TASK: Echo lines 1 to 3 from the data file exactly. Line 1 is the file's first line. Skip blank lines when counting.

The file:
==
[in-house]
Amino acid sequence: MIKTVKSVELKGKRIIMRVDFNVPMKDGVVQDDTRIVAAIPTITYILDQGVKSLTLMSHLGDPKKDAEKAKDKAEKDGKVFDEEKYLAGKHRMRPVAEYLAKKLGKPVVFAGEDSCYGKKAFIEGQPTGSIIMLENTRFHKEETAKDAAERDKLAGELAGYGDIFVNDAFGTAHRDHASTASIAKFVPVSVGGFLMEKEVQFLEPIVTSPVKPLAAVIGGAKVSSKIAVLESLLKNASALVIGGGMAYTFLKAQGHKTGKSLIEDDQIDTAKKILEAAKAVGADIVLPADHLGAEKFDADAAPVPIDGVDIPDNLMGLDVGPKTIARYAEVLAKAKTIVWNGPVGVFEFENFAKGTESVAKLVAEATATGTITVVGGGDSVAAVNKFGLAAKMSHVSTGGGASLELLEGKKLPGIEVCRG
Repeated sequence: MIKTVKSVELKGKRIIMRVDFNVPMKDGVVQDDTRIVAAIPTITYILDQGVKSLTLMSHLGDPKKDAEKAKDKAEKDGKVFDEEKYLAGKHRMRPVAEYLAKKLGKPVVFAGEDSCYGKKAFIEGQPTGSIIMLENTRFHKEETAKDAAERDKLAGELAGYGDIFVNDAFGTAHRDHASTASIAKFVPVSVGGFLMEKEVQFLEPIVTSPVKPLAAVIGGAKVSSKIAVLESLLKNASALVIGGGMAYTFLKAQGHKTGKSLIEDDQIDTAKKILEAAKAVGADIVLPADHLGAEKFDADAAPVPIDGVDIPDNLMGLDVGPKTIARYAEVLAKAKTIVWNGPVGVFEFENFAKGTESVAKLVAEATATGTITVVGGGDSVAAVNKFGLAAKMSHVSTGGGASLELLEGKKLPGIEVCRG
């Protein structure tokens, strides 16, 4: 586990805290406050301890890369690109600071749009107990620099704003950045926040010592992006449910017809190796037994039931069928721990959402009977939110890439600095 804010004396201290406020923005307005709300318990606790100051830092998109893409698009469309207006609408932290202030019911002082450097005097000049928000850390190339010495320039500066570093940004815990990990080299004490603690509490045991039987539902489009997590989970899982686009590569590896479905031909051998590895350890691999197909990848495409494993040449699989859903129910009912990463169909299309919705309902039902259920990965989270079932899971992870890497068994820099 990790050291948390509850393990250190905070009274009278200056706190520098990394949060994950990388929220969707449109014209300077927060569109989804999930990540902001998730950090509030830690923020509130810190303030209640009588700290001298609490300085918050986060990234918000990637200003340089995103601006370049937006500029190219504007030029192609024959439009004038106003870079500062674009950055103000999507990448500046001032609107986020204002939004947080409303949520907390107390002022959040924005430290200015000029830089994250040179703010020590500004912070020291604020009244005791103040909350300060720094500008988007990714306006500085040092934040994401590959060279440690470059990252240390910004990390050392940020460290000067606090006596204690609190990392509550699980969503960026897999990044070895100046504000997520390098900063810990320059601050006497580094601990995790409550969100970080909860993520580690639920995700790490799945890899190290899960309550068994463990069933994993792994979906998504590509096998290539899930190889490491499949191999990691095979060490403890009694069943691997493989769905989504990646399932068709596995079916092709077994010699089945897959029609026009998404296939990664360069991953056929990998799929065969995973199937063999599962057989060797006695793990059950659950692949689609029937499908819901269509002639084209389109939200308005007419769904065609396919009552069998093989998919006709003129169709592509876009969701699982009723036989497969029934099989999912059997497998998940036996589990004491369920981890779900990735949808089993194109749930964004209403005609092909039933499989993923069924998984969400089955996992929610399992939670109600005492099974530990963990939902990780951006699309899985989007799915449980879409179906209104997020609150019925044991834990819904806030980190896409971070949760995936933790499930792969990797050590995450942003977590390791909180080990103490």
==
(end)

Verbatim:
[in-house]
Amino acid sequence: MIKTVKSVELKGKRIIMRVDFNVPMKDGVVQDDTRIVAAIPTITYILDQGVKSLTLMSHLGDPKKDAEKAKDKAEKDGKVFDEEKYLAGKHRMRPVAEYLAKKLGKPVVFAGEDSCYGKKAFIEGQPTGSIIMLENTRFHKEETAKDAAERDKLAGELAGYGDIFVNDAFGTAHRDHASTASIAKFVPVSVGGFLMEKEVQFLEPIVTSPVKPLAAVIGGAKVSSKIAVLESLLKNASALVIGGGMAYTFLKAQGHKTGKSLIEDDQIDTAKKILEAAKAVGADIVLPADHLGAEKFDADAAPVPIDGVDIPDNLMGLDVGPKTIARYAEVLAKAKTIVWNGPVGVFEFENFAKGTESVAKLVAEATATGTITVVGGGDSVAAVNKFGLAAKMSHVSTGGGASLELLEGKKLPGIEVCRG
Repeated sequence: MIKTVKSVELKGKRIIMRVDFNVPMKDGVVQDDTRIVAAIPTITYILDQGVKSLTLMSHLGDPKKDAEKAKDKAEKDGKVFDEEKYLAGKHRMRPVAEYLAKKLGKPVVFAGEDSCYGKKAFIEGQPTGSIIMLENTRFHKEETAKDAAERDKLAGELAGYGDIFVNDAFGTAHRDHASTASIAKFVPVSVGGFLMEKEVQFLEPIVTSPVKPLAAVIGGAKVSSKIAVLESLLKNASALVIGGGMAYTFLKAQGHKTGKSLIEDDQIDTAKKILEAAKAVGADIVLPADHLGAEKFDADAAPVPIDGVDIPDNLMGLDVGPKTIARYAEVLAKAKTIVWNGPVGVFEFENFAKGTESVAKLVAEATATGTITVVGGGDSVAAVNKFGLAAKMSHVSTGGGASLELLEGKKLPGIEVCRG